Trail making at Fairy Hill

Volunteers carry sign posts to designated spot at Fairy Hill property for interpretive sign installation. (Photo by NCC)

Volunteers carry sign posts to designated spot at Fairy Hill property for interpretive sign installation. (Photo by NCC)

August 27, 2015 | by Bill Armstrong | 0 Comments

I now have another reason to appreciate time spent hiking a trail after helping out at a Conservation Volunteers event at Nature Conservancy of Canada’s (NCC’s) Fairy Hill property this summer. I should clarify that NCC manages three properties at Fairy Hill, where Saskatchewan Highway 6 cuts through the Qu’Appelle Valley, a short drive north of Regina.

For this event, about 20 volunteers joined with NCC staff to begin developing a trail on Fairy Hill Two, which covers an area east of the highway from the south lip of the valley down into marshy bottomland. It encompasses wooded coulees, native grassland and a flood plain, providing habitat for a diversity of plants and animals. The planned trail will allow visitors to enjoy the various sights, sounds and smells of this natural area.

This event was a modest beginning toward making the trail a reality, and it emphasized for me the planning and effort it takes to make just one site welcoming and accessible to visitors.

Our objective on this hot sunny day was to transport interpretive signs out to assigned locations along the trail. I use the term "trail" loosely, as it seemed to exist mainly as a dotted line on a hand-held GPS operated by our team leader, NCC intern Emily. The team consisted of volunteers Annie, Ben, Colton and me. We each carried sturdy wooden signposts weighing about 40 pounds (never did get the hang of metric weights), while Emily wrangled two signs and the GPS. Our goal was to deliver the posts and signs to two locations: a patch of tall grass and an area of bottomland.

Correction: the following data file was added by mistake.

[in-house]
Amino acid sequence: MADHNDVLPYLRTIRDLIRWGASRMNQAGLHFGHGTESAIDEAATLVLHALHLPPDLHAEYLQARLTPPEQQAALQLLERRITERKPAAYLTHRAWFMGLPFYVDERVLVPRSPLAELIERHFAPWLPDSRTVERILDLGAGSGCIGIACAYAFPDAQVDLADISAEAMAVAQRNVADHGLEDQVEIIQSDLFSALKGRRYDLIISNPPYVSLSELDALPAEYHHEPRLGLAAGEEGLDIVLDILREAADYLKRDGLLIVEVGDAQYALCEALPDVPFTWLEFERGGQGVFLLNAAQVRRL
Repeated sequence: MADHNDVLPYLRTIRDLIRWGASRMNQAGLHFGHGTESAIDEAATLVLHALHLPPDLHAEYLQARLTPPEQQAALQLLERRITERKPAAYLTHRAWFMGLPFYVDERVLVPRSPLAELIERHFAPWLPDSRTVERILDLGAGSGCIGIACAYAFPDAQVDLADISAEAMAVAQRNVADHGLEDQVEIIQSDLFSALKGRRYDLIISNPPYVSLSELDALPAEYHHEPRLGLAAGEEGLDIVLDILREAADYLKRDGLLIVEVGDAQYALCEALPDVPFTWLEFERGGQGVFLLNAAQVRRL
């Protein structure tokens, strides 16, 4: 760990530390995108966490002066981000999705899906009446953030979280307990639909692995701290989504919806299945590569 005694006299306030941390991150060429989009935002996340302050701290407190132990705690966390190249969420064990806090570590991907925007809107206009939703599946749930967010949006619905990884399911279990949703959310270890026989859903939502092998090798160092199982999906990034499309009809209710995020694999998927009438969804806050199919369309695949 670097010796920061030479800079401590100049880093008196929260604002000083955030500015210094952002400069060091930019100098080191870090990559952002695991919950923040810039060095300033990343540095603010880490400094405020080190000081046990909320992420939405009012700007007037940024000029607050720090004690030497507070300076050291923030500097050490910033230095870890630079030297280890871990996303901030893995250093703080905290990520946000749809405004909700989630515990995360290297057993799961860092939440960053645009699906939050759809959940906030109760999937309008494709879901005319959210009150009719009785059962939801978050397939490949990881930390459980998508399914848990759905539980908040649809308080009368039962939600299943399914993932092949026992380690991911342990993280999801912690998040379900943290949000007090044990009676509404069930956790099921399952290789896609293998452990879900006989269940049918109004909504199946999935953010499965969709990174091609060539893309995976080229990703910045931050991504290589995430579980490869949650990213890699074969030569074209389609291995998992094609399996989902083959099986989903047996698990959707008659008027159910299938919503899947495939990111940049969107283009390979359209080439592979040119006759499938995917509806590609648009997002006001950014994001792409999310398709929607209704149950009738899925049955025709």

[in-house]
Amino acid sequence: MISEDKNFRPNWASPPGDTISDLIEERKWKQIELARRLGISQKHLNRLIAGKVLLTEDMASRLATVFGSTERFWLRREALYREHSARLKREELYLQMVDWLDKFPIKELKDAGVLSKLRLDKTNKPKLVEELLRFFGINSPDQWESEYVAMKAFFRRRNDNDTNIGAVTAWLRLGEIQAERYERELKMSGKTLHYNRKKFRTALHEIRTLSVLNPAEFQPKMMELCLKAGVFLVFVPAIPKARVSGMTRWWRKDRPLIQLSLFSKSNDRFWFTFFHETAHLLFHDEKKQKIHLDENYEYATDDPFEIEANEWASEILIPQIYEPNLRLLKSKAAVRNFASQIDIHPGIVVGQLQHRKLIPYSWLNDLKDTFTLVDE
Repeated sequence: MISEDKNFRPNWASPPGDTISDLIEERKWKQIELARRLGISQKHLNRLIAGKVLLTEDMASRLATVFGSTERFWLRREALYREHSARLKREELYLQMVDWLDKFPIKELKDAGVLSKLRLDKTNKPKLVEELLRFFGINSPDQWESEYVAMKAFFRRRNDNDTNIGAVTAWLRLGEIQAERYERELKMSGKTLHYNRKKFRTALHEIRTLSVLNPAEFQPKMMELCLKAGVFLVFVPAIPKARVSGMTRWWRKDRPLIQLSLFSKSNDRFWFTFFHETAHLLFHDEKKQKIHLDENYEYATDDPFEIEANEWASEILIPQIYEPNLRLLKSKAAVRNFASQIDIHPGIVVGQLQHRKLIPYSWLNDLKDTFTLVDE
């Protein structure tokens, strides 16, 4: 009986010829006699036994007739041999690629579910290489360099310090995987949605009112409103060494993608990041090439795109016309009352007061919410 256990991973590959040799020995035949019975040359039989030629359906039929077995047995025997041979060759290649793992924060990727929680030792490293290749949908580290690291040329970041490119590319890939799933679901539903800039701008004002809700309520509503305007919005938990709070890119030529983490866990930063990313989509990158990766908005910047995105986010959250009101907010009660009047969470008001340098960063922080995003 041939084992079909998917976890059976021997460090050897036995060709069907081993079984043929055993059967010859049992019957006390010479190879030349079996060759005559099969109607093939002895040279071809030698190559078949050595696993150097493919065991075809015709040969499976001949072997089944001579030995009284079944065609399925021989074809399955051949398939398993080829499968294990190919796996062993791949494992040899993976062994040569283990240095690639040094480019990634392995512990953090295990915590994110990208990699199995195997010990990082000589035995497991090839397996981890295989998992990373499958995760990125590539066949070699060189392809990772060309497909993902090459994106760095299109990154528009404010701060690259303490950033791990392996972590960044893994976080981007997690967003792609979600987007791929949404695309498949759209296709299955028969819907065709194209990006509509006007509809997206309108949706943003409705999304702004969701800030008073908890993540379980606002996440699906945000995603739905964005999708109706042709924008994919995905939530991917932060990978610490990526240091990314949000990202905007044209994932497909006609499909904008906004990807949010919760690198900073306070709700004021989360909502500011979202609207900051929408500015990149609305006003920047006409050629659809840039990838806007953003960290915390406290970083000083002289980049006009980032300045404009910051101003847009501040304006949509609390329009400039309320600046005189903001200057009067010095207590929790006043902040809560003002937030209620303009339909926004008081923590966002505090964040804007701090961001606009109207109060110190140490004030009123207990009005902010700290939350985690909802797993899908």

Volunteers have dropped off all sign posts and signs at their designated installation sites and are heading back to the central meeting area for a well-deserved break. (Photo by NCC)

Volunteers have dropped off all sign posts and signs at their designated installation sites and are heading back to the central meeting area for a well-deserved break. (Photo by NCC)

Did I mention it was hot? The forecast high for that day was 34 degrees Celsius, and as we set out at about 10 in the morning, the temperature must have already climbed into the high 20s. Nevertheless, it was a pleasure to be one of the first to hike a barely discernable track through tall grass that yielded a surprise: a section of overgrown pavement that must have been the old highway, lazily winding its way down the side of the valley. I wonder if motorists of yesteryear enjoyed the heavily wooded view as they followed the twists and turns of the old road, in contrast to the present highway, which powers its way across the valley in a straight line, the gold standard of prairie surveying.

Did I mention it was REALLY hot? As we worked our way downhill toward the appointed locations we took a few breaks in the shade of mature tree stands. We came out of the wooded area and reached location #3, in the middle of a patch of waist-high grasses. We then doubled back, now two posts and one sign lighter, to find location #2. I can’t give you the details about location #2 because my body was telling me it was time to return to the gathering point, leaving the younger ones to finish that job. Meanwhile, another intrepid team returned about noon after delivering posts and signs further along the trail closer to the property boundary.

Sweaty and tired, we gratefully consumed the water and sandwiches provided by NCC, while sharing observations about our experiences along the way, and, I think, a sense of satisfaction in completing a necessary task. Someone mentioned that the next step would be to drill holes in the ground for the posts and erect the signs. All my fatigued mind could do was wish whoever tackles that job a cooler day, while also acknowledging all of the steps that contribute to trail making.

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Bill Armstrong is a freelance writer and amateur photographer living in Regina.

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